For six nights, six hours and six seconds parasites attacked Lohbado, as he slept under the overhanging rock. He woke up, his skin burning. Dr. Stone pronounced Lohbado dead after he staggered into a walk-in clinic. He was dead, but had been given an extention, a kind of earthly purgatory, or a bardo, an in-between period of what could be happening between the end of life and the beginning of death.
Lohbado went to apologize at the Temple of Purification on a nearby rock hill. Blinding light shone from a triangular mirror in a copper disc in a wood-framed linen panel on top of an alter in a circular room, surrounded with columns supporting a dome.
Five dancers in silk brocade gowns did a medieval alchemist minuet, a strange dance, to funeral music, a type of chaconne, saraband, adagio, but rather fast tempo. A thin man in a black suit and long black hair played the dance music on the piano. Lohbado stood between two columns and gazed at the altar along the far wall of the circular room.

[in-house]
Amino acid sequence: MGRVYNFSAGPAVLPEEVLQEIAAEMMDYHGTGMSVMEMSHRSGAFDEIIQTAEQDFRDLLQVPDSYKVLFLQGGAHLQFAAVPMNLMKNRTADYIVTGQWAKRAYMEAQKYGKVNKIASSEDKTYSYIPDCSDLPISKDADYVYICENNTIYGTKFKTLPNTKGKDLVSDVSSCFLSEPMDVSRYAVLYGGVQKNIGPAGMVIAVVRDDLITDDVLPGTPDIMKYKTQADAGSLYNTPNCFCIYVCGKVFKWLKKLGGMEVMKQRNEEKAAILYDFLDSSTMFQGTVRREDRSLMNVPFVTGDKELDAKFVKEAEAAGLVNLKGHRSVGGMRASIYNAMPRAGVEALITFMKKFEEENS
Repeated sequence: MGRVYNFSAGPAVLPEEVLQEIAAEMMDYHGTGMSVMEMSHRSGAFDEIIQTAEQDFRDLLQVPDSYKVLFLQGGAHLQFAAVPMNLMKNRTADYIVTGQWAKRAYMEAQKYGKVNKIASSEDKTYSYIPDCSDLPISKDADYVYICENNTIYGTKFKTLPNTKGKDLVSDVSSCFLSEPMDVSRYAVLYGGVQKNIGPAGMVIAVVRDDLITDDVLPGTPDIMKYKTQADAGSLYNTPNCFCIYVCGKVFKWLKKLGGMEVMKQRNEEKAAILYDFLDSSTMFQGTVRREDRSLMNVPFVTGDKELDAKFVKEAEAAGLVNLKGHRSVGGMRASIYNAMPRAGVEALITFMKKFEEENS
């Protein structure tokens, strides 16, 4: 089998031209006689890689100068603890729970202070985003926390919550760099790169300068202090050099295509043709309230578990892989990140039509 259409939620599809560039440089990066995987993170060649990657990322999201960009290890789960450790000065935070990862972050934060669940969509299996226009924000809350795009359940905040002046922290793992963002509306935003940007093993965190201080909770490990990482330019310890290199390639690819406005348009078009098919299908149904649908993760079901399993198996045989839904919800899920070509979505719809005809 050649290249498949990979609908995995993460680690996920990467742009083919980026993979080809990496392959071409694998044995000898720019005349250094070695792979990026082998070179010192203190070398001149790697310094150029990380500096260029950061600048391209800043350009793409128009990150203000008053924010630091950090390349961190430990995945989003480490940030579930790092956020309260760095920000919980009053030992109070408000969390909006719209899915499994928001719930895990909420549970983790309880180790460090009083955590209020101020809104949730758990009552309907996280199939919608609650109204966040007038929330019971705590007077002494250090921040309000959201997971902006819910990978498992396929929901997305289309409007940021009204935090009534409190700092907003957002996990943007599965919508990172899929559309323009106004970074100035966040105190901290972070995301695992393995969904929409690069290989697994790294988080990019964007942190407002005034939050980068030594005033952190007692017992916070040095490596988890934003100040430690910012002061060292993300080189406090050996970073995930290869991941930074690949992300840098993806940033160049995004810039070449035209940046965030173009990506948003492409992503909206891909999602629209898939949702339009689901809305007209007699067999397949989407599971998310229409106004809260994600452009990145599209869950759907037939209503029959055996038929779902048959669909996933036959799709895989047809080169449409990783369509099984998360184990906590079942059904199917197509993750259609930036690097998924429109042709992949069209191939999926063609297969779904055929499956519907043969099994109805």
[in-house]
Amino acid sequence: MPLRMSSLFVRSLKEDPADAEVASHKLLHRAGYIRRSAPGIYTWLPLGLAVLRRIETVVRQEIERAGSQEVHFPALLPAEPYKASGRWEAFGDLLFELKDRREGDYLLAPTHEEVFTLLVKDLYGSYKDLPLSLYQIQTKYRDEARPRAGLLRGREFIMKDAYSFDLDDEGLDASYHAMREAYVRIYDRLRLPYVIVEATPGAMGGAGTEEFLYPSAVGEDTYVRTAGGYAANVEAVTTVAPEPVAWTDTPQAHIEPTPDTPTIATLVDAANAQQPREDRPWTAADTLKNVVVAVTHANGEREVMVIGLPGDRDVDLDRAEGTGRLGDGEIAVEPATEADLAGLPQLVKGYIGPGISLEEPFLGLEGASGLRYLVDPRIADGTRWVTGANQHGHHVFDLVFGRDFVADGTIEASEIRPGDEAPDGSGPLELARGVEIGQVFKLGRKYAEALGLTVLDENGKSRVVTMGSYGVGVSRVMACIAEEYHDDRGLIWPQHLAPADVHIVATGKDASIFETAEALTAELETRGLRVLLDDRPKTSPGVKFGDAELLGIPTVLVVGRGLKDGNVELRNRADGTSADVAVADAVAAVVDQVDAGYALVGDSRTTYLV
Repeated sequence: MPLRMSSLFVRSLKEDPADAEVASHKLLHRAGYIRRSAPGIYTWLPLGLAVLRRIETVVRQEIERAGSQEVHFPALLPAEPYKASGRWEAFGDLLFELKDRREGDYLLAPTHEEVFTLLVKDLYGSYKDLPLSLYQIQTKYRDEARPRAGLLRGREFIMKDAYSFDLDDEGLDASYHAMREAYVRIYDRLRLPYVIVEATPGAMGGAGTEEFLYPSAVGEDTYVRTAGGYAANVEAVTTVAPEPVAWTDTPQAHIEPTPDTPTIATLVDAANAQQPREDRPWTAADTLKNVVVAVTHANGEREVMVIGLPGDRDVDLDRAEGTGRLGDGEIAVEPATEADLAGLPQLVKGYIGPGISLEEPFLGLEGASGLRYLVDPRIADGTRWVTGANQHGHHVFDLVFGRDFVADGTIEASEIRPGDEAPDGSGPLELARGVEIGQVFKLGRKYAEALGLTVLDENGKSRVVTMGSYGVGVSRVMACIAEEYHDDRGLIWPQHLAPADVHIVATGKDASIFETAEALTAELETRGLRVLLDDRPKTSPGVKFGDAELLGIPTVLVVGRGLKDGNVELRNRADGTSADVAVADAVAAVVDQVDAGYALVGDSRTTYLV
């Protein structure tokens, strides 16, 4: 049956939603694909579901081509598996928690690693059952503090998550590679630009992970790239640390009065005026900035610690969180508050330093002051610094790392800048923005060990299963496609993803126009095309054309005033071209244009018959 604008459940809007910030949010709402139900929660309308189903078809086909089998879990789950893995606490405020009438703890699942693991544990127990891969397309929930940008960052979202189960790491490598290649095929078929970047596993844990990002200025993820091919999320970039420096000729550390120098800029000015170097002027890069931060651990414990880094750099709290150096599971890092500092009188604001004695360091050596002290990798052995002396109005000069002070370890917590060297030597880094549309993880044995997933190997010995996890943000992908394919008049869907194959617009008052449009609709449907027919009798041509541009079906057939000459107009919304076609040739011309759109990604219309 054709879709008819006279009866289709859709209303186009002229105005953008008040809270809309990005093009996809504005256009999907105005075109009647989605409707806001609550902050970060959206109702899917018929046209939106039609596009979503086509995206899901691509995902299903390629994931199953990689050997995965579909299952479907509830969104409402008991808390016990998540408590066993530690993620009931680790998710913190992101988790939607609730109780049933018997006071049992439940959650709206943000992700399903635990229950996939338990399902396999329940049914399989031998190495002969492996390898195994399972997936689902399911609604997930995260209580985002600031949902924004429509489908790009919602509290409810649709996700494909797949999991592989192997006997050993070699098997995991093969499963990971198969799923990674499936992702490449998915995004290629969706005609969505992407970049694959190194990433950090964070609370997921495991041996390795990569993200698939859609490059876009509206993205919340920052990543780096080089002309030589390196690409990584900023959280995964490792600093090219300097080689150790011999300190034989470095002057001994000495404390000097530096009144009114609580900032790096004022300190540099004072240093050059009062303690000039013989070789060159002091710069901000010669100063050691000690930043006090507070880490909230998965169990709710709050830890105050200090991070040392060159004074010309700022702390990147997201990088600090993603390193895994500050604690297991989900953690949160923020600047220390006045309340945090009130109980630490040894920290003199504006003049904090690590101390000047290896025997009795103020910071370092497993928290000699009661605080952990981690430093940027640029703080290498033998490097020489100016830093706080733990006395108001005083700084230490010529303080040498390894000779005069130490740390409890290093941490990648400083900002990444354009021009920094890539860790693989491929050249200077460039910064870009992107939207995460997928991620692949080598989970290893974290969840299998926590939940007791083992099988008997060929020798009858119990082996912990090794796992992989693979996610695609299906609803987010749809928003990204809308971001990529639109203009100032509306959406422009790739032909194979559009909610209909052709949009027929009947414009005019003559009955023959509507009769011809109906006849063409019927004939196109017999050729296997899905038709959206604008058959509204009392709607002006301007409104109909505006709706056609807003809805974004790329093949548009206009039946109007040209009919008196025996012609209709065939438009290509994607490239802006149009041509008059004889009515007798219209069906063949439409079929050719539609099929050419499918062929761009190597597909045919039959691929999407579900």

There was no explanation. He wasn't being asked to believe anything. It was a place where he could unburden his soul, air out old wounds, let go fo bad memories endlessly recreated in his consciousness. Let them go. No need to pick at old sores. Let them heal. Resolve not to do it again. Keep going. There's no choice. You either move or stagnate and rot.
Lohbado confessed: "I'm sorry for the foolish words that drooled out of my mouth and for the harmful actions I did during moments of ignorance and confusion. I'm sorry for wallowing in self-hatred and nihilistic despair. Such states of mind sink one deeper into hell and have a negative influence on one's life."
Lohbado gazed into the triangular mirror in the copper disc and felt a circle of heat in the middle of his forehead. Light appeared to emanate from the mirror. It pierced through his body, making him shiver a moment. He felt spacious and cheerful. There's no reason to feel bad. There's no need to justify your existence. The fact that you were born means you have the right to enjoy life. Even if many decide to be miserable, you are not obligated to humor confusion. You are free to cheer up and relax.
Oogah spoke directly in the form of thought in Lohbado's mind. Lohbado bowed to the altar and left the temple. He resolved to not sweat the small stuff. Do the best you can. Cheer up. Relax. That's good enough.